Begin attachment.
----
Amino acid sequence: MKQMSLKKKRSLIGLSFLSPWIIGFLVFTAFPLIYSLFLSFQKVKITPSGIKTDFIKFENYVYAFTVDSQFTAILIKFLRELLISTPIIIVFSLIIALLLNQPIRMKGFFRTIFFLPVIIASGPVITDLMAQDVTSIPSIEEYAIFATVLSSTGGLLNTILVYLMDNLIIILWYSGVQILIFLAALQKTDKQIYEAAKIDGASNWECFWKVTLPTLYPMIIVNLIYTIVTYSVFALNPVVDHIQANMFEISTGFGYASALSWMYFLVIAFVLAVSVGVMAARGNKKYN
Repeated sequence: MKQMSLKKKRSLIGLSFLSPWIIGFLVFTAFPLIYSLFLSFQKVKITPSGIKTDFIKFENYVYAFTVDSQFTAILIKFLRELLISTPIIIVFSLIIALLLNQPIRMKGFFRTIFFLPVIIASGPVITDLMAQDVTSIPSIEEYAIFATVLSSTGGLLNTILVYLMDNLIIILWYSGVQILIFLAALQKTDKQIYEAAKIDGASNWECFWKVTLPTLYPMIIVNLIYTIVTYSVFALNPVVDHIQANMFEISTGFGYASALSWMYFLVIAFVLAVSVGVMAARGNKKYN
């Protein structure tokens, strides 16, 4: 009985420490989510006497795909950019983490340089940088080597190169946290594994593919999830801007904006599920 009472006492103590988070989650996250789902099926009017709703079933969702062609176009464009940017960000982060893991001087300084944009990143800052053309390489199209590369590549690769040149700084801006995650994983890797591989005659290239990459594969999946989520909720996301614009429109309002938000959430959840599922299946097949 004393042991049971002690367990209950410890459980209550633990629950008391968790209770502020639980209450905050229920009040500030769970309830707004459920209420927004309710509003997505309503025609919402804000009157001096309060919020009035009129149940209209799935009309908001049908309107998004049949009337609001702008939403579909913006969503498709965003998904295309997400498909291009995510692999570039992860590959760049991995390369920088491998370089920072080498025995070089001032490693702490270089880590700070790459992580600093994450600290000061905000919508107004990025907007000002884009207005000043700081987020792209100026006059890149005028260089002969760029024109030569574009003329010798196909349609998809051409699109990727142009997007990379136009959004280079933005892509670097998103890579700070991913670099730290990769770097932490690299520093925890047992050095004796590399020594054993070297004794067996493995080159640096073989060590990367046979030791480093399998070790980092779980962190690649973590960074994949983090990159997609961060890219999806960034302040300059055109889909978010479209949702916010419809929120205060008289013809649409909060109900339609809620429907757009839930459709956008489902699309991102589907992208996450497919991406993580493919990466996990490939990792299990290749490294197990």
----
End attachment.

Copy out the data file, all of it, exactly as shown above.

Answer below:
Amino acid sequence: MKQMSLKKKRSLIGLSFLSPWIIGFLVFTAFPLIYSLFLSFQKVKITPSGIKTDFIKFENYVYAFTVDSQFTAILIKFLRELLISTPIIIVFSLIIALLLNQPIRMKGFFRTIFFLPVIIASGPVITDLMAQDVTSIPSIEEYAIFATVLSSTGGLLNTILVYLMDNLIIILWYSGVQILIFLAALQKTDKQIYEAAKIDGASNWECFWKVTLPTLYPMIIVNLIYTIVTYSVFALNPVVDHIQANMFEISTGFGYASALSWMYFLVIAFVLAVSVGVMAARGNKKYN
Repeated sequence: MKQMSLKKKRSLIGLSFLSPWIIGFLVFTAFPLIYSLFLSFQKVKITPSGIKTDFIKFENYVYAFTVDSQFTAILIKFLRELLISTPIIIVFSLIIALLLNQPIRMKGFFRTIFFLPVIIASGPVITDLMAQDVTSIPSIEEYAIFATVLSSTGGLLNTILVYLMDNLIIILWYSGVQILIFLAALQKTDKQIYEAAKIDGASNWECFWKVTLPTLYPMIIVNLIYTIVTYSVFALNPVVDHIQANMFEISTGFGYASALSWMYFLVIAFVLAVSVGVMAARGNKKYN
């Protein structure tokens, strides 16, 4: 009985420490989510006497795909950019983490340089940088080597190169946290594994593919999830801007904006599920 009472006492103590988070989650996250789902099926009017709703079933969702062609176009464009940017960000982060893991001087300084944009990143800052053309390489199209590369590549690769040149700084801006995650994983890797591989005659290239990459594969999946989520909720996301614009429109309002938000959430959840599922299946097949 004393042991049971002690367990209950410890459980209550633990629950008391968790209770502020639980209450905050229920009040500030769970309830707004459920209420927004309710509003997505309503025609919402804000009157001096309060919020009035009129149940209209799935009309908001049908309107998004049949009337609001702008939403579909913006969503498709965003998904295309997400498909291009995510692999570039992860590959760049991995390369920088491998370089920072080498025995070089001032490693702490270089880590700070790459992580600093994450600290000061905000919508107004990025907007000002884009207005000043700081987020792209100026006059890149005028260089002969760029024109030569574009003329010798196909349609998809051409699109990727142009997007990379136009959004280079933005892509670097998103890579700070991913670099730290990769770097932490690299520093925890047992050095004796590399020594054993070297004794067996493995080159640096073989060590990367046979030791480093399998070790980092779980962190690649973590960074994949983090990159997609961060890219999806960034302040300059055109889909978010479209949702916010419809929120205060008289013809649409909060109900339609809620429907757009839930459709956008489902699309991102589907992208996450497919991406993580493919990466996990490939990792299990290749490294197990």